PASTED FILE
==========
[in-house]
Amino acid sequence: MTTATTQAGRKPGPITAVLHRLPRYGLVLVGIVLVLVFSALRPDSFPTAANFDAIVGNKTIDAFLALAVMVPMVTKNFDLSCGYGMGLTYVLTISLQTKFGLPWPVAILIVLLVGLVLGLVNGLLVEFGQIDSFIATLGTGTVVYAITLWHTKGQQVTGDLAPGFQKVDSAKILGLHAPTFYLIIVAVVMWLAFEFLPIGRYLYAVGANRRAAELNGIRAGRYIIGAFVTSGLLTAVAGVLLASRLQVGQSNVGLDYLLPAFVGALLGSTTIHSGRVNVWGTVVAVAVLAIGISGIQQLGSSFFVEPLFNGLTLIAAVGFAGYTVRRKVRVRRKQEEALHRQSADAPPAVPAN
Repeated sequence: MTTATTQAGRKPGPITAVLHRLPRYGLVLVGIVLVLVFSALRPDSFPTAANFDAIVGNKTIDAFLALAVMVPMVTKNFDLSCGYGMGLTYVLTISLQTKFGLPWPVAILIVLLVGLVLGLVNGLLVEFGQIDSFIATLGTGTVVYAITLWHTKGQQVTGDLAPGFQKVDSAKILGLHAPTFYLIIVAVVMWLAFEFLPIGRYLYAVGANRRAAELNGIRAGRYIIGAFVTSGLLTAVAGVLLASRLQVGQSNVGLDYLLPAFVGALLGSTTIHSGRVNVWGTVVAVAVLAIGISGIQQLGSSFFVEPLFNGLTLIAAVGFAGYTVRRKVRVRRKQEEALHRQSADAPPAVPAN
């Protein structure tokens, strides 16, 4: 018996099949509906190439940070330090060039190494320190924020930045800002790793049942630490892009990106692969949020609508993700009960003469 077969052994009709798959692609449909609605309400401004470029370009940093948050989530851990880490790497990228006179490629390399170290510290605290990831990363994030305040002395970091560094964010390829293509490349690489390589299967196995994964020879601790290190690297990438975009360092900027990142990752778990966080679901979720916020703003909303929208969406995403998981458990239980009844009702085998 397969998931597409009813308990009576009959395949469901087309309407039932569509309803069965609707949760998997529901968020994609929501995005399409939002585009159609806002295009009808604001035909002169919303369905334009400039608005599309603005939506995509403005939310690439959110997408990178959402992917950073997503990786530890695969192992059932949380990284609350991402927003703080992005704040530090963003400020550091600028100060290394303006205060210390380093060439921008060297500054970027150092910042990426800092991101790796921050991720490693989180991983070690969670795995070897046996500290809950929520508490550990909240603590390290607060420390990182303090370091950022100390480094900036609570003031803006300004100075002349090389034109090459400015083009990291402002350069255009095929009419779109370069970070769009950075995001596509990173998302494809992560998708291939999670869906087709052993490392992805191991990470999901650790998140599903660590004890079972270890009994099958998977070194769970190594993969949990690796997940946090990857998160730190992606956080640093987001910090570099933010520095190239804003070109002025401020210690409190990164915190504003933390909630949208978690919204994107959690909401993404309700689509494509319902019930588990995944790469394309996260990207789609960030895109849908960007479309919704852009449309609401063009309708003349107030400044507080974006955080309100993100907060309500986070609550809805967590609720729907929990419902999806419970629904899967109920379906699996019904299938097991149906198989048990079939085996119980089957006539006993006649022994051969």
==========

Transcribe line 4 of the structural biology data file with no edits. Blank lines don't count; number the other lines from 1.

């Protein structure tokens, strides 16, 4: 018996099949509906190439940070330090060039190494320190924020930045800002790793049942630490892009990106692969949020609508993700009960003469 077969052994009709798959692609449909609605309400401004470029370009940093948050989530851990880490790497990228006179490629390399170290510290605290990831990363994030305040002395970091560094964010390829293509490349690489390589299967196995994964020879601790290190690297990438975009360092900027990142990752778990966080679901979720916020703003909303929208969406995403998981458990239980009844009702085998 397969998931597409009813308990009576009959395949469901087309309407039932569509309803069965609707949760998997529901968020994609929501995005399409939002585009159609806002295009009808604001035909002169919303369905334009400039608005599309603005939506995509403005939310690439959110997408990178959402992917950073997503990786530890695969192992059932949380990284609350991402927003703080992005704040530090963003400020550091600028100060290394303006205060210390380093060439921008060297500054970027150092910042990426800092991101790796921050991720490693989180991983070690969670795995070897046996500290809950929520508490550990909240603590390290607060420390990182303090370091950022100390480094900036609570003031803006300004100075002349090389034109090459400015083009990291402002350069255009095929009419779109370069970070769009950075995001596509990173998302494809992560998708291939999670869906087709052993490392992805191991990470999901650790998140599903660590004890079972270890009994099958998977070194769970190594993969949990690796997940946090990857998160730190992606956080640093987001910090570099933010520095190239804003070109002025401020210690409190990164915190504003933390909630949208978690919204994107959690909401993404309700689509494509319902019930588990995944790469394309996260990207789609960030895109849908960007479309919704852009449309609401063009309708003349107030400044507080974006955080309100993100907060309500986070609550809805967590609720729907929990419902999806419970629904899967109920379906699996019904299938097991149906198989048990079939085996119980089957006539006993006649022994051969």